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This is a very interesting mechanic, though as you say - 100d6 is a hell of a lot to manage!

I've been given another suggestion via Chris Sims on Twitter that I wanted to share, along with one of my own. Chris' is:

Start with 9 tokens. When instructed to pull from the tower, instead roll the die. If the die shows 6, you lose one token. If your number of tokens falls to between 5 and 2, you lose a token if the die shows the number of tokens you have left or a higher number. When you have one token left, you still need to roll a 2 or higher to lose a token. So, for instance, if you have one or two tokens left, a roll of 2 or higher causes you to lose one token. When you lose your last token, the “tower” falls.

That led me to what may be a simpler mechanic. Start with a counter that you set to 30 (the average number of pulls in a Jenga game - but you could set this to anything you like). When you're instructed to pull from the tower, reduce the counter by 1 and roll a d6. If you roll equal to or higher than the counter number, the tower falls.

Realistically you don't start rolling until the counter hits 6, obviously.

Keep the ideas coming!


Yeah, that's why I say to use a dice-rolling website or discord dicebot—the number of dice doesn't really matter then.

Here's how Chris Sims' idea works out in practice:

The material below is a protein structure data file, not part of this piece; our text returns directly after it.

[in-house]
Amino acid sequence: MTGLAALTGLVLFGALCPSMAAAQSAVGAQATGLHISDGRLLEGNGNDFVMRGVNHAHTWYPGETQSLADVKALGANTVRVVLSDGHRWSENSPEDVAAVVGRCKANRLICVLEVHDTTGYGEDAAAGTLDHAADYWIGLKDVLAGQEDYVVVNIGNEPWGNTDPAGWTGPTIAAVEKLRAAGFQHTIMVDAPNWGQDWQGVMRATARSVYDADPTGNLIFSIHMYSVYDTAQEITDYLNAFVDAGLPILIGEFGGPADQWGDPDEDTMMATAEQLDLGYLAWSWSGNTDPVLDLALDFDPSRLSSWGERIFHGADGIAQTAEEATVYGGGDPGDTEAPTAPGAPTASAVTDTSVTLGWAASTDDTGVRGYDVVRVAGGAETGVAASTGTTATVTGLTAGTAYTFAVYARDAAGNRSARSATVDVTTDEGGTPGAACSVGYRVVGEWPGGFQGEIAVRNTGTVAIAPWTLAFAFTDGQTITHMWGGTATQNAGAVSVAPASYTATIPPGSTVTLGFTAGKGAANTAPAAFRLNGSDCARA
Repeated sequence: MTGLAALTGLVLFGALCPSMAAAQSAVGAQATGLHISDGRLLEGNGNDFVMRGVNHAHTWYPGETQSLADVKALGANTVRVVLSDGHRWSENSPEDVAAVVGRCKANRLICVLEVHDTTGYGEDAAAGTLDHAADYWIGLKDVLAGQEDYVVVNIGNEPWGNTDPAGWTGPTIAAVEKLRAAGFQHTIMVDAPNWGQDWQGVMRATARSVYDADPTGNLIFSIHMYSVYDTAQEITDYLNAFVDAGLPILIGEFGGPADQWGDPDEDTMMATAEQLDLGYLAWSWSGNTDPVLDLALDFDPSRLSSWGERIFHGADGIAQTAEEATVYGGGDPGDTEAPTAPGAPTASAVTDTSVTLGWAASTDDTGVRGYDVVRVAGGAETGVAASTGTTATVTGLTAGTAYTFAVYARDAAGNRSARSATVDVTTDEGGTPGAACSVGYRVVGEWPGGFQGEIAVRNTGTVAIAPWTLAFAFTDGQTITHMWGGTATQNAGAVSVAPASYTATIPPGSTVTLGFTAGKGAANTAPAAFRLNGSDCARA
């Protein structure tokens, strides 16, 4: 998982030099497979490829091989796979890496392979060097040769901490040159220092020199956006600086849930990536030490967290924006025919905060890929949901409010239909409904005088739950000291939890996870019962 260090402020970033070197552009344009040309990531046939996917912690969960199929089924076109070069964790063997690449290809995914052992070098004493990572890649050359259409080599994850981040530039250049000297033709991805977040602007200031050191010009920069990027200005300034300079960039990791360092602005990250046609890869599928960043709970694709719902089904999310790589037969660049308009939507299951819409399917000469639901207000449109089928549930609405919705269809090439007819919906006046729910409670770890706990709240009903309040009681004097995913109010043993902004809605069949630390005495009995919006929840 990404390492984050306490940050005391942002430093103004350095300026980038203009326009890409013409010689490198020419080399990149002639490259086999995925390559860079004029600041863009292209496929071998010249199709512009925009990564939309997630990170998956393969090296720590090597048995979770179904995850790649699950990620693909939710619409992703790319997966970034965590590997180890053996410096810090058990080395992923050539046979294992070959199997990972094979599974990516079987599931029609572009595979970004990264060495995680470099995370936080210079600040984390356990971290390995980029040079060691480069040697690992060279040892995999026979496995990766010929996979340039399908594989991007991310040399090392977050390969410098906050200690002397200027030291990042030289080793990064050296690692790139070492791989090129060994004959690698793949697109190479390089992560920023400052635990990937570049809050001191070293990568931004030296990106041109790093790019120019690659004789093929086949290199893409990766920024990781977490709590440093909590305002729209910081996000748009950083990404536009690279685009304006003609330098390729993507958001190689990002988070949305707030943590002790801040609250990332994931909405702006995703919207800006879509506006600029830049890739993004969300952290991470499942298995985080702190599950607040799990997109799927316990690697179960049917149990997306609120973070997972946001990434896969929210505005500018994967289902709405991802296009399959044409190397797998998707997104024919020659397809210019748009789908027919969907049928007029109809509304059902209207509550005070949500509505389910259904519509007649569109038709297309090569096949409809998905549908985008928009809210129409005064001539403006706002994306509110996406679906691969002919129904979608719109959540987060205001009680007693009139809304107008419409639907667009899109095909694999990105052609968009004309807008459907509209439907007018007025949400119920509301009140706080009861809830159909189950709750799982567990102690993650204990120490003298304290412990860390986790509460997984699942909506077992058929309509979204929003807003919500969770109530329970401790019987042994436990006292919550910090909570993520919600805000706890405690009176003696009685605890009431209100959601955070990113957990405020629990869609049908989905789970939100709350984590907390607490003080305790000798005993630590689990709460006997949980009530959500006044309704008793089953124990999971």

It gives a good curve of average results, with a difference in the story it tells in each game:

Where the 100d6 mechanic usually has a drawn-out tense ending, the token mechanic sharply curves to the end with a sudden disaster (because the probability of rolling over the number of tokens increases as tokens decrease). It can also randomly plateau earlier, like a moment of stillness, calm before the storm. It might be more swingy, but I'm not sure.

Your method is obviously gonna be a lot more consistent—you get 24-30 pulls. The action is always gonna happen over at most 6 turns. People can set exactly how many pulls they get before the risk kicks in (by changing token count) and set exactly how many pulls they get once that happens (by changing die size).

I think I still prefer mine, since it's both simple and dynamic, but the others have their advantages if people want a different story progression, more control, or for the mechanic to get out of the way until the final stretch.